2018 Lexus NX300 Review

No one knows who invented the shoe — but not surprisingly, it caught on.

The crossover is another such idea — and we know whose that was.

Back in ’98, Lexus took a car — the ES300 sedan — gave it a lift kit, all-wheel-drive and — hey, presto! — The RX300.

Obvious now. Radical — and brilliant — back then.

It gave people who wanted SUV-ish attributes — commanding driving position, decent snow-day capability — but not necessarily the SUV to go with them — just what they were looking for.

Lexus made book.

Now comes the NX.

It’s a crossover, like the RX — but lower-slung and personal-sized rather than family sized.

It’s also about $8k less to start.

Just the ticket for people who want some RX-ish attributes — but not necessarily the whole RX enchilada to go with them.


The NX300 is a compact-sized luxury/sport crossover — in the same general class as the Audi Q3 and Q5, the Mercedes-Benz GLC 300 and Acura RDX, among others.

It is about a foot shorter overall than its mid-sized big brother, the Lexus RX350 — but almost matches its specifications for first and second row legroom, as well as cargo room — which means it’s a viable option for people who want something with a smaller footprint but with enough space inside to regularly carry more than just two people.

The NX stickers for $35,985 to start for the base FWD trim. With AWD, the price is $37,385.

The physically smaller and much less roomy Audi Q3 starts at $32,900 ($35,000 with Quattro all-wheel-drive). The roughly same-sized/comparably roomy Audi Q5 starts at $41,500 (Quattro AWD is standard with this model).

The Mercedes Benz GLC300, another possible cross-shop — starts at $40,050 ($42,050 with all-wheel-drive).

There is also the Acura RDX — a wild card in this class because it’s the only model left in this class that still comes standard with a V6 engine; the others all come with turbocharged four cylinder engines. The RDX is also the roomiest of the bunch — and is very competitively priced at $35,800 to start at $37,300 ($37,300 with AWD).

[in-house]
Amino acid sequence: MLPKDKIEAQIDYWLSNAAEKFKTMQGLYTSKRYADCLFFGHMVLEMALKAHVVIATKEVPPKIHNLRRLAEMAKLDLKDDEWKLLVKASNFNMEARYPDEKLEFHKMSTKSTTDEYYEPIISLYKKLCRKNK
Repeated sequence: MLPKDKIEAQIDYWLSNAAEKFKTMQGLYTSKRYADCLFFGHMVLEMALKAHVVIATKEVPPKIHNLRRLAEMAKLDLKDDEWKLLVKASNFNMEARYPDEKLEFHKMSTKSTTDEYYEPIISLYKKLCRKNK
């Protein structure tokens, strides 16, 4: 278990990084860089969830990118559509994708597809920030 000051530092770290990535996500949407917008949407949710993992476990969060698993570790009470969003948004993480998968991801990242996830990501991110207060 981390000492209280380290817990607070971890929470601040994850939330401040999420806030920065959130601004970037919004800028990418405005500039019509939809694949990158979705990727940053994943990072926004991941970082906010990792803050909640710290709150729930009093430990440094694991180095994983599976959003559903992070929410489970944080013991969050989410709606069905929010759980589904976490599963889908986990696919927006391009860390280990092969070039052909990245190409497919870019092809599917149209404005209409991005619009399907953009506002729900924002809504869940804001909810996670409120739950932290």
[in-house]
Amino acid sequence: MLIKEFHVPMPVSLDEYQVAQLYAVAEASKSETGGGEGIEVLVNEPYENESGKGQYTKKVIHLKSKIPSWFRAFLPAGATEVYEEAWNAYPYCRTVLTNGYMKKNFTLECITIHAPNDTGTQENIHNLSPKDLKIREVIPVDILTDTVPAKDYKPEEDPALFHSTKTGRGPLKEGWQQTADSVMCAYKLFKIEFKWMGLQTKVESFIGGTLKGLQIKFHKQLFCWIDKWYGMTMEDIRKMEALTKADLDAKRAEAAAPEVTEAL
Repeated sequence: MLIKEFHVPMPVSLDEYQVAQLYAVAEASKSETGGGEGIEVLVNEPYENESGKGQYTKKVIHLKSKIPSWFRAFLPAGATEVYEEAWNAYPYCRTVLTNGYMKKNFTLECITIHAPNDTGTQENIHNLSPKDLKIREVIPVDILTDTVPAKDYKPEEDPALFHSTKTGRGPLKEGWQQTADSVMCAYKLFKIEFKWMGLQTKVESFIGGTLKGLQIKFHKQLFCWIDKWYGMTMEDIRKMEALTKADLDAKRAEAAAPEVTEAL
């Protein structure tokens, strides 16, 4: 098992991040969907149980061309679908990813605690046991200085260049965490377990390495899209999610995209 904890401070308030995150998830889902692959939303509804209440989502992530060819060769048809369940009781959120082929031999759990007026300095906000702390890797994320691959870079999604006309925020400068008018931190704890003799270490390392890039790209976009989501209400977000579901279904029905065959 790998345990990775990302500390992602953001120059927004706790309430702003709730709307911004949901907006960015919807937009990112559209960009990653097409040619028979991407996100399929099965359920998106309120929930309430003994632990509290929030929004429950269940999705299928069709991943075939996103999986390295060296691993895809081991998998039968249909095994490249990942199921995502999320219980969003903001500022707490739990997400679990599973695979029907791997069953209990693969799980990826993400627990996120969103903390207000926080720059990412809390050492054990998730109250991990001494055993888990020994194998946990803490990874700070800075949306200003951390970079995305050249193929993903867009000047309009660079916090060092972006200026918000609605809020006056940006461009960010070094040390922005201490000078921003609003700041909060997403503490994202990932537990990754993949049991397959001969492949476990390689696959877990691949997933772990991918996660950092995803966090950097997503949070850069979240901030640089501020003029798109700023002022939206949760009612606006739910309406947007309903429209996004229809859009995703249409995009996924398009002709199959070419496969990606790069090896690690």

It is, however, the oldest of the bunch. The current (2018) RDX is pretty much the same rig as the 2013 RDX.


For 2018 the NX gets a new front clip with standard LED lights, sound-muting acoustic exterior glass (all trims) some suspension re-tuning and an updated suite of apps for the standard 8-inch and the optional 10.3 inch Lexus Display Audio touchscreens; the latter also includes complimentary Lexus Enform 4GB Wi-Fi service for one year.

Also, the mouse/trackpad input — Lexus calls this Remote Touch Interface — is 30 percent larger, which is meant to make it easier to use.

Lane keep assist and active cruise control are now standard equipment in all trims.


Sportier-looking (and driving) than the larger-on-the-outside RX — and costs a lot less, too. But still nearly as roomy inside and so almost as practical as its bigger — and pricier — brother.

Much roomier — and so much more practical — than price-comparable Q3.

Much more affordable than size/room-equivalent Q5.

Tows more than the V6-powered RDX.


Benz GLC (and Audi Q5) are quicker.

Acura RDX is roomier.

Racy-looking F Sport package does not include a horsepower upgrade.

Center console has decent capacity but access is awkward.


Henry Ford famously told his customers they could have any color model T they wanted — as long as it was black.

A similar situation has developed with regard to what’s under the hood of the various medium-small luxury crossovers on the market right now. You can have any engine you want . . . so long as it’s a turbocharged, direct-injected 2.0 liter four.

The NX has one. So does the Q3 — and the Q5.

Ditto the GLC Benz.

If you want something else — especially something larger — you are largely (excepting the aging Acura RDX) out of luck.

And why?

Two reasons why. The first has to do with regs in place in Europe that apply taxes on engines larger than 2.0 liters. Lexus and Audi and Benz and all the rest want to sell cars there as well as here, so they design engines that are viable in both markets rather than one for there — and another for here.

Speaking of here . . .